Killer Whales at SeaWorld

Killer Whale Education & Conservation

Killer whales at SeaWorld help killer whales in the wild.

In 2016, SeaWorld announced that we were ending our killer whale breeding program and that the orcas in our care are the last generation at our park. Our goal is to inspire and educate guests to take action by seeing these magnificent animals up-close to better understand why protecting wildlife and our environment is so critical today.

A ticket with a mission

Your visit to SeaWorld helps support animal rescue efforts, with over 31,000 and counting.

Plan Your Visit

  • Girl at the Shamu Underwaterviewing

    This is the last generation of orcas in our care

    But, they are still here and will be cared for at SeaWorld for decades to come.

    Our goal is to help our guests, and the world, explore the wonders around them, and then inspire them to take action to protect wild animals and wild places. SeaWorld’s killer whales are vital to that mission, and while they will be the last generation of killer whales at SeaWorld, they will still be around for decades to come, inspiring millions of guests and people across the globe to take action with us today.

Meet the whales

The opportunity to see orcas up-close has inspired millions of people, especially children, to care more about marine animals, the oceans and the environment. Below, meet the 6 killer whales in SeaWorld Orlando's care.

Katina

Katina

Katina

(Female, Age 39)

Katina is considered the most successful orca mother in human care, and is the matriarch of the SeaWorld Orlando pod.

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Kayla

Kayla

Kayla

(Female, Age 28)

Graceful, intelligent, athletic are just a few of the words used to describe Kayla.

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Makaio

Makaio

Makaio

(Male, Age 6)

Makaio loves tactile toys that resemble kelp beds, and also enjoys playing on the slide-overs that connect the pools in the killer whale habitat.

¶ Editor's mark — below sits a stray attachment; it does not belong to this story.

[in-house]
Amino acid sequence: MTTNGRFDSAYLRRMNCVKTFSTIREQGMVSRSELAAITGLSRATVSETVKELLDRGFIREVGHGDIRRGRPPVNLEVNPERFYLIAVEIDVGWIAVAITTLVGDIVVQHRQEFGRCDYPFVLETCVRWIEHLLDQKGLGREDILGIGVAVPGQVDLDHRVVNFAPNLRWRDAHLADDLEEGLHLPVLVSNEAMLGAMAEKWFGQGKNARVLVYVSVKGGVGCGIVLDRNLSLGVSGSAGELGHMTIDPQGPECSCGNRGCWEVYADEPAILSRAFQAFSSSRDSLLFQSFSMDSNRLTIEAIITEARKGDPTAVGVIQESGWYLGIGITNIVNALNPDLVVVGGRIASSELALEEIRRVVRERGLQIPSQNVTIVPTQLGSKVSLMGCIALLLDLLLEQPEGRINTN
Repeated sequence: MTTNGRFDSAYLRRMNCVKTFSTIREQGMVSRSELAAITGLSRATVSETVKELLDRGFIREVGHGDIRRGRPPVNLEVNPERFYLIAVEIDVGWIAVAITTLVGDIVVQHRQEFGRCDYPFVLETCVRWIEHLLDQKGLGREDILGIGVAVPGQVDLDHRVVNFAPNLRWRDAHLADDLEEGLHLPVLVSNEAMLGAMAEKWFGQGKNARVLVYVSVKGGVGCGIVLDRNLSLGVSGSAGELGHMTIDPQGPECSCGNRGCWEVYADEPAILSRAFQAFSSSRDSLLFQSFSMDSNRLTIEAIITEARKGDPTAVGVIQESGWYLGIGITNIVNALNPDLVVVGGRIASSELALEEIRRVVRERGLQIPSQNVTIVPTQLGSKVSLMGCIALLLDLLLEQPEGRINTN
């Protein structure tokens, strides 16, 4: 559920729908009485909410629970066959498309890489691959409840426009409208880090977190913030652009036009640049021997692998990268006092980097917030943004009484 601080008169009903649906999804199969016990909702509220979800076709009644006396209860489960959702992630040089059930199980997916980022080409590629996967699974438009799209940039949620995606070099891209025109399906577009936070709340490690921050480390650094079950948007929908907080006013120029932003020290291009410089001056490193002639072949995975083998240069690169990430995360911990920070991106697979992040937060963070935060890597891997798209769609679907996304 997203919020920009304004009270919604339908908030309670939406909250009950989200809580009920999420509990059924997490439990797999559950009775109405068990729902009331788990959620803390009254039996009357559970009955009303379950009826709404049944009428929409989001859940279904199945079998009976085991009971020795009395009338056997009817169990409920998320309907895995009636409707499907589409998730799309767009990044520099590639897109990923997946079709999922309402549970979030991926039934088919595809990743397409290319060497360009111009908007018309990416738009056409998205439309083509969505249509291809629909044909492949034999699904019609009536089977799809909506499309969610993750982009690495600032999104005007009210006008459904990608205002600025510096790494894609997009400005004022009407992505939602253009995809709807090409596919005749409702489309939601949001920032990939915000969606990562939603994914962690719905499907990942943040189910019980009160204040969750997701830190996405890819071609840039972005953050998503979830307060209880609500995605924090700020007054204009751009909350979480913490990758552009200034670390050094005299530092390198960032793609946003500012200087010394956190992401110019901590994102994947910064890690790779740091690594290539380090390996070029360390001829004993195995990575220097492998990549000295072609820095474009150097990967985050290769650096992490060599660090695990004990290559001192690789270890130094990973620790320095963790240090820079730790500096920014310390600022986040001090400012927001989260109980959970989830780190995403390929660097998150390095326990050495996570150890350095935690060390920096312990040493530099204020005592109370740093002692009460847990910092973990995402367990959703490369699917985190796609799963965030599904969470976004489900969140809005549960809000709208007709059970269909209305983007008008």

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Malia

Malia

Malia

(Female, Age 10)

Her curiosity never fades and our trainers are constantly coming up with new ways to engage her mentally and physically.

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Nalani

Nalani

Nalani

(Female, Age 10)

When she isn’t spending time with her mother, Nalani regularly can be seen playing with younger brother Makaio.

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Trua

Trua

Trua

(Male, Age 11)

Trua has grown up loving to figure out “puzzle toys” made of individual toys stuck together with gelatin.

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Research and Conservation

  • SeaWorld Supports Killer Whale Research and Conservation Program

    SeaWorld has committed $1.5 million over three years as part of a partnership with The National Fish and Wildlife Foundation (NFWF) through the Killer Whale Research and Conservation Program (KWRCP). Support of the KWRCP is part of SeaWorld’s $10 million pledge to fund research and conservation for killer whales in the wild – the largest private commitment of its kind. The KWRCP will focus on three strategies: increasing prey availability; improving habitat quality; and strengthening management through crucial research.
  • Science Supporting Conservation

    Scientific research performed at SeaWorld is carried out by our own research staff, and by scientists from national and internationally-renowned universities and research organizations such as UCLA, the San Diego Zoo and the Hubbs-SeaWorld Research Institute. We publish the results of our research in peer-reviewed journals, making it available to scientists, those who manage animal populations, and other interested people around the world. SeaWorld scientists have authored or co-authored hundreds of published papers.